TEENAGE sexting is at “endemic” level in Scotland, and parents do not realise what is going on with their kids, an MSP has claimed.

Schoolchildren can be mocked, hurt and possibly even placed on the sex offenders’ register for sending naked pictures to someone they trust which then find their way on to the web.

MSPs in Holyrood will today share stories of constituents, to mark Safer Internet Day.

North East MSP Gillian Martin, who has organised the debate, has an 11-year old constituent who discovered intimate photographs taken for a boyfriend being shared by older boys.

Martin said: “Social media allows young people to share images and messages in an instant with one another with no time to think about its impact.

“We must educate teenagers because to so many this is not seen as a big deal and many parents don’t realise what is going on.”

She added: “I would encourage all parents on Safer Internet Day to sit down and talk with their children and make sure they know what is and isn’t safe to put online.”

The law means it is an offence to possess, send, make, take, distribute or show indecent photos of a person under the age of 18.

That means that the child who takes the photo commits an offence, even if the picture is of themselves, as does whoever receives it.

If that image ends up on the internet, either as an act of revenge porn after a relationship has broken up, or because the person receiving it has shared it with friends, it is potentially there forever.

Last year, the Crown Office revealed that the number of children reported to prosecutors for sexual offences had risen from 350 in 2011/12 to 422 in 2015/16 – a 21 per cent rise.

There was also a 34 per cent rise in the number of children being reported as the perpetrators of sexual offences where the victim was another child.

Last year, Nicola Sturgeon said she found those figures “extremely concerning”.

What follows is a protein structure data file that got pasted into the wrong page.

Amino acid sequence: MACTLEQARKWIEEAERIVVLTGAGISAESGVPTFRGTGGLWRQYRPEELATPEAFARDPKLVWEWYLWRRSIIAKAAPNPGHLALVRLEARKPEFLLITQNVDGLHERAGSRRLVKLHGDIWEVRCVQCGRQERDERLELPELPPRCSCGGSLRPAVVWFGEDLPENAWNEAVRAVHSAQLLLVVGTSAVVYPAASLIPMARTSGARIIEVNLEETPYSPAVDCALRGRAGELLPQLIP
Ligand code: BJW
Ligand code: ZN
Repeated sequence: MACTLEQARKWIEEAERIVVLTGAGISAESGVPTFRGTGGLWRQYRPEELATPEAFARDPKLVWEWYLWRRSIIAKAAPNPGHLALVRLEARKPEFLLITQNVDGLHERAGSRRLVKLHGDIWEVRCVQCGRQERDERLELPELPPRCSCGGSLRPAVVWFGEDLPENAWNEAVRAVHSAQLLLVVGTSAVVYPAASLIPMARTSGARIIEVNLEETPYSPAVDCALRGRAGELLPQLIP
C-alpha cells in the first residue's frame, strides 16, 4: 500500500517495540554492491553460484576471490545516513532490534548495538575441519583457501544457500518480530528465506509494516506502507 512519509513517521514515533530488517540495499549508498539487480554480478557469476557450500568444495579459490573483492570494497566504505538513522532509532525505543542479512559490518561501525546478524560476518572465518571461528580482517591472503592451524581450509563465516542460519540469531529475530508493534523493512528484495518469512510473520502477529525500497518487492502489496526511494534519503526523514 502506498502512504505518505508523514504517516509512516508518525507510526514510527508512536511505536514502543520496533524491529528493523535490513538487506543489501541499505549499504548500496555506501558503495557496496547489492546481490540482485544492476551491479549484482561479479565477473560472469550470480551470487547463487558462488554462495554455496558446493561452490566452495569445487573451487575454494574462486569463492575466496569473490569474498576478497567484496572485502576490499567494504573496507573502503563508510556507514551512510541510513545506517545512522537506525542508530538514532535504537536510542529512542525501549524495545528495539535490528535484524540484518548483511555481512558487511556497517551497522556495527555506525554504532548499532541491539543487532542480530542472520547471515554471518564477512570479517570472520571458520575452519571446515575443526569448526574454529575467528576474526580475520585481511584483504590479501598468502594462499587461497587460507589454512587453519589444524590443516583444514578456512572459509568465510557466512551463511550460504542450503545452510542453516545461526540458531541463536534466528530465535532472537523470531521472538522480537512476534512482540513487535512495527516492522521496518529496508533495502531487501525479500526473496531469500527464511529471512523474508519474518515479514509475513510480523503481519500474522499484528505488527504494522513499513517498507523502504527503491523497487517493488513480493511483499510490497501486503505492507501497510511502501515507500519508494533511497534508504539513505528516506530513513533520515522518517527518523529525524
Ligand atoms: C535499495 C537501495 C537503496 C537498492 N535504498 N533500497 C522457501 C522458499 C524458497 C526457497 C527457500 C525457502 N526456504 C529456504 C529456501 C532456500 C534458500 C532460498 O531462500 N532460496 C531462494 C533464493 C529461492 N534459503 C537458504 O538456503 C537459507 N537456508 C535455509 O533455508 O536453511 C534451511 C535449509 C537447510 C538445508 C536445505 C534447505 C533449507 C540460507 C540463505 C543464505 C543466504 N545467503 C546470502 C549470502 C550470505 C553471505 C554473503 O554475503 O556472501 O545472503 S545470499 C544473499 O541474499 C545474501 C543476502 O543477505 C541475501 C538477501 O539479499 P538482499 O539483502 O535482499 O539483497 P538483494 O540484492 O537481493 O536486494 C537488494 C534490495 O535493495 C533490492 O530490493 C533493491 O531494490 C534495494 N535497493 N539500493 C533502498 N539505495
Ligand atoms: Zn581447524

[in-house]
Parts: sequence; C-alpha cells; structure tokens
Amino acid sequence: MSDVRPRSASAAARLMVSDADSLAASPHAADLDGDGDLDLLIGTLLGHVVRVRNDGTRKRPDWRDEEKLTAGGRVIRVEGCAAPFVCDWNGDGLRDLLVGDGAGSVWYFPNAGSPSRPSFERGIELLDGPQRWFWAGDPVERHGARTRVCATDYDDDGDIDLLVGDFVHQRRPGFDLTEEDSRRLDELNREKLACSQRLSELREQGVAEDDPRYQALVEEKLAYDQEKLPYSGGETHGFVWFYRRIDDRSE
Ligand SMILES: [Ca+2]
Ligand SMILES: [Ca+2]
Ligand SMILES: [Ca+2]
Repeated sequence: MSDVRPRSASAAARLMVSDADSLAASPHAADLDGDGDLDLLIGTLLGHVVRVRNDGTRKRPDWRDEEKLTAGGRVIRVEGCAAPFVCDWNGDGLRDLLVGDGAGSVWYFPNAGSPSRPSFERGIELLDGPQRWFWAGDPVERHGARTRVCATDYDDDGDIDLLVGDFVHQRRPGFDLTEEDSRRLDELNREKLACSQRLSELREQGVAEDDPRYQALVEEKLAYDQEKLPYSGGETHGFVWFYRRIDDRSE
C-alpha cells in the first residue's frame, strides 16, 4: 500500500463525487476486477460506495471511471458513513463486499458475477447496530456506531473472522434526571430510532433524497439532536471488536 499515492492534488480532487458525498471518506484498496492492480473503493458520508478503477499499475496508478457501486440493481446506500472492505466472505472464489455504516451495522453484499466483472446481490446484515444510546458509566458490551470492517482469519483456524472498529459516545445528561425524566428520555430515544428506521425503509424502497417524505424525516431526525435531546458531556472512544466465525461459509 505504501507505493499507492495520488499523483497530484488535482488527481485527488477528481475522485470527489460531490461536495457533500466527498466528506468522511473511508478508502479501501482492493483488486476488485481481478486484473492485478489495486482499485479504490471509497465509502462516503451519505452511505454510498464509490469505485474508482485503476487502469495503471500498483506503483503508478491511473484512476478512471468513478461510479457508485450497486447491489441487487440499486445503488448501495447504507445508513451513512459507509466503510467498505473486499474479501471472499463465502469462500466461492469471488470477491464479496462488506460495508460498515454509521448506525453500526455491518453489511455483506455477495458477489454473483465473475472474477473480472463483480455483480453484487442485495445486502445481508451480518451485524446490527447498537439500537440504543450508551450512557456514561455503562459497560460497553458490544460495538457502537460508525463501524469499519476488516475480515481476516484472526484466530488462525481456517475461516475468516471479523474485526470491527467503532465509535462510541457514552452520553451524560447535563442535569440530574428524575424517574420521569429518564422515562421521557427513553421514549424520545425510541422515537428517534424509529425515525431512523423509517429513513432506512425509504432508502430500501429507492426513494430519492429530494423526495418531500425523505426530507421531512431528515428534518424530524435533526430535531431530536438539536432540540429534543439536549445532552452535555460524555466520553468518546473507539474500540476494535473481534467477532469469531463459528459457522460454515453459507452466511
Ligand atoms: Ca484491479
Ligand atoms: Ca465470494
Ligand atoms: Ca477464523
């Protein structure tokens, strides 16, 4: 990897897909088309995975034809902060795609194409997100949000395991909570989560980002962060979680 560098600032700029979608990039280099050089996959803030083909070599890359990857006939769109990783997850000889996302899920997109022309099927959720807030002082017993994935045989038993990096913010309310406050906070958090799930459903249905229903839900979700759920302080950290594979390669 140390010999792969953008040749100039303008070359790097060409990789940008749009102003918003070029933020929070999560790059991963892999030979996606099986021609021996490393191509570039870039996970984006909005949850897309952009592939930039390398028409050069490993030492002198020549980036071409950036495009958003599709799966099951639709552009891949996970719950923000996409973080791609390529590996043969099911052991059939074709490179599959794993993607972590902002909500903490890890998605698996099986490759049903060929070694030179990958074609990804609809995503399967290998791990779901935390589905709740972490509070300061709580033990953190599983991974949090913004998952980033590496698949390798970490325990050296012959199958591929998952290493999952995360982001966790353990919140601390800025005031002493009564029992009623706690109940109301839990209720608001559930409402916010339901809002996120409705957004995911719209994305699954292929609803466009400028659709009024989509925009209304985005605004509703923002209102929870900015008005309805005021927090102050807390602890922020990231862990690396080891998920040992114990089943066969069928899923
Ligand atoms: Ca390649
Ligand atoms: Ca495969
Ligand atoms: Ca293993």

“This is first and foremost, and fundamentally, a community issue – and it often takes a community approach to deal with such issues effectively.

“Not all sexual offending shown in the statistics will be offences committed on the internet, but we know that the internet can often be an unsafe place for young people.

“All MSPs can play our part in our communities in raising awareness and helping to educate parents about the steps that they can take to keep their children safe online.”

Children’s charity NSPCC have previously said they believe young people are often ignorant of what the law covers.

Joanna Barrett, NSPCC Scotland’s public affairs manager, said: “How much do young people know about sexting – that it’s a crime, and prosecutable?

“Education in sexual health and relationships is patchy across Scotland, and education about sexting needs to be part of what is provided.”

The Scottish Government published details in August last year of a review of the way personal and social education is taught in schools.

Films made by students from North East Scotland College as part of a pilot project to promote online safety will be shown after the debate and be shared on the DigiAye section of the Young Scot website.

A recent report by thinktank Demos suggested one-fifth of reported images taken in 2015 were “self-generated”, with around 16 per cent of young people aged 11-16 having reported sending sexual images.

The UK government’s Child Exploitation and Online Protection Centre say they are notified of a serious incident on average about once a day, with reports coming from schools, parents or pupils.

One secondary headteacher recently wrote on his blog: “All schools have had to deal with the fallout from this at some point or other.”